GIS mapping can see inside buildings

Dustin Ensinger

January 10, 2014

Delaware County’s Geographic Information Systems (GIS) department is using technology to save taxpayer dollars and potentially save lives.

The GIS department, based out of Delaware County Auditor George Kaitsa’s office, is using its mapping technology to aid several other county departments, including the Sanitary Sewer Department, the Emergency Management Agency (EMA) and Emergency Communications.

One of the latest examples of that technology is the Critical 360 program, a partnership between GIS and the county’s first responders.

The program, paid for with a $17,000 grant from the state and monetary support from the Delaware County commissioners, has allowed the GIS department to take 360 degree photos of nearly every square inch of the the county’s six high schools and two Delaware Area Career Center buildings. The project took two summers and 6,000 photos to complete.

The information has been shared with the county’s EMA department, law enforcement officials and fire departments across the county to be used in emergency situations.

“It’s a good tool for large buildings that may be confusing,” said EMA Director Sean Miller. “You can capture hiding spots, things that would be a concern to law enforcement.”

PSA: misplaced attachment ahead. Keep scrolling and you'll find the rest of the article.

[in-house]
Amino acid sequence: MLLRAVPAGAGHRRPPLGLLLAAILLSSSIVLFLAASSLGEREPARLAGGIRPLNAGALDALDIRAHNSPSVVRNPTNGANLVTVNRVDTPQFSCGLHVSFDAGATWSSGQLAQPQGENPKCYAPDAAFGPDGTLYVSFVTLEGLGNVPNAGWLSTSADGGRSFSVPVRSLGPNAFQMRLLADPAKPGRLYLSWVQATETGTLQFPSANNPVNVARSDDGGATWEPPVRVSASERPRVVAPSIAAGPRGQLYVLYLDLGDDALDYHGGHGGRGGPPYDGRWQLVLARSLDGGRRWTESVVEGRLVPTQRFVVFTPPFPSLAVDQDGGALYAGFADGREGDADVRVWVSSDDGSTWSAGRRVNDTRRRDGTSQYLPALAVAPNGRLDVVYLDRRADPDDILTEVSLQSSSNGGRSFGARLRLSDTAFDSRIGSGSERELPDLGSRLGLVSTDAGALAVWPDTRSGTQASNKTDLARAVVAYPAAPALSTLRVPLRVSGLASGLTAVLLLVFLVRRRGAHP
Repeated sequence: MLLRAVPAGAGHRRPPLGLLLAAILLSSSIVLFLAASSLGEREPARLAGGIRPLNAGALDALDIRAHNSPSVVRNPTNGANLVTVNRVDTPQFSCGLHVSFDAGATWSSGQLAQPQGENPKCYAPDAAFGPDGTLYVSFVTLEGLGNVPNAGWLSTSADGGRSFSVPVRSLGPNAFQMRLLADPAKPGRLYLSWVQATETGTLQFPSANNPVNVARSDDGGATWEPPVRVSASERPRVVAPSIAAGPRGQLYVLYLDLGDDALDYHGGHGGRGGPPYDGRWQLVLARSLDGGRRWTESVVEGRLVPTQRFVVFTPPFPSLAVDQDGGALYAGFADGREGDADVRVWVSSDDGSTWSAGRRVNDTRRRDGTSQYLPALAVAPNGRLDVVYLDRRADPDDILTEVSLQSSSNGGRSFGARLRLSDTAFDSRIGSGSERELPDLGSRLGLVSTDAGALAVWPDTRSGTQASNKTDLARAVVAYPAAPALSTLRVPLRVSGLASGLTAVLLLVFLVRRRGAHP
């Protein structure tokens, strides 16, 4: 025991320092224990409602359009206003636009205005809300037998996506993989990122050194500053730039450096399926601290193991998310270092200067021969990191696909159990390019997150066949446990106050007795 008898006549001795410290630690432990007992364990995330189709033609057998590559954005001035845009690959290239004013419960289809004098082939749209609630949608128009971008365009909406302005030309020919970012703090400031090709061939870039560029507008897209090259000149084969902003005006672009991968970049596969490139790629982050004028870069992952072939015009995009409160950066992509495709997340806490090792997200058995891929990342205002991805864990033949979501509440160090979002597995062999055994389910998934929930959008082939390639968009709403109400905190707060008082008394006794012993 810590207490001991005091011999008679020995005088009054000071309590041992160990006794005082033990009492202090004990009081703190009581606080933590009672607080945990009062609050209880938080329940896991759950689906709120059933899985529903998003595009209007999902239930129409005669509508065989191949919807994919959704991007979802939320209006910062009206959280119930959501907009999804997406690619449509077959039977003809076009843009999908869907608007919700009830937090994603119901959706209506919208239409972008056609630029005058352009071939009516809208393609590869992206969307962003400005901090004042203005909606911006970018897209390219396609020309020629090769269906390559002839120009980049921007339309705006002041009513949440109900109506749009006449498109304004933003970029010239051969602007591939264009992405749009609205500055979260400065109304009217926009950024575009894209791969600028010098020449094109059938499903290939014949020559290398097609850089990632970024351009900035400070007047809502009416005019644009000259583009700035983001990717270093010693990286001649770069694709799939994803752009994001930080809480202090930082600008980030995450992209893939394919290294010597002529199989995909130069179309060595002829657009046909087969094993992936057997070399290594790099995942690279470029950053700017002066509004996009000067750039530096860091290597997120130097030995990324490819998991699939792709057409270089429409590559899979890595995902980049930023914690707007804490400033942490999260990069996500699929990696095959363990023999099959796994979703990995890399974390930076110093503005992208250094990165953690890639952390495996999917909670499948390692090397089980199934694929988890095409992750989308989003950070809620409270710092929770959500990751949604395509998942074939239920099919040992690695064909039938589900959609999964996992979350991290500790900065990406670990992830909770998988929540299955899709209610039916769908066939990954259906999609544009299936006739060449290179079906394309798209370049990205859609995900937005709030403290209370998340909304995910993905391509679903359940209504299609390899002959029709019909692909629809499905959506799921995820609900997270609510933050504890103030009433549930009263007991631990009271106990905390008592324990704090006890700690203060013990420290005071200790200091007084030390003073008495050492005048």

The interactive building information can be easily accessed at a command center with or without an Internet connection.

While the program is a response to recent school shootings, very few counties have implemented similar systems.

“It’s definitely cutting edge,” said Annie Parsons, GIS director.

With the proliferation of cell phones, the GIS department is also playing a crucial role in assisting the county’s first responders and telecommunicators when 911 calls come in.

Through the GIS department, those answering 911 calls from cellphones can now pinpoint a location in the county. Brian Galligher, director of emergency communications, said the technology is a huge asset in the event that a caller is disoriented, unfamiliar with the area or perhaps a young child.

“More and more people are going towards cell phones,” he said. “It just make it more important.”

The GIS department’s efforts also might save the taxpayers of Delaware County some money. The department has teamed with the Sanitary Sewer Department to create an online database of all of the county’s sewer lines. Once complete, sanitary sewer officials will be able to click on a line and view the most recent video of the pipe and its condition.

Previously, the videos were stored on discs and it made for a time-consuming process to locate a specific video.

“Potentially it will save us some manpower and money in the long run,” said Mason Janczak, a staff engineer with the regional sewer district.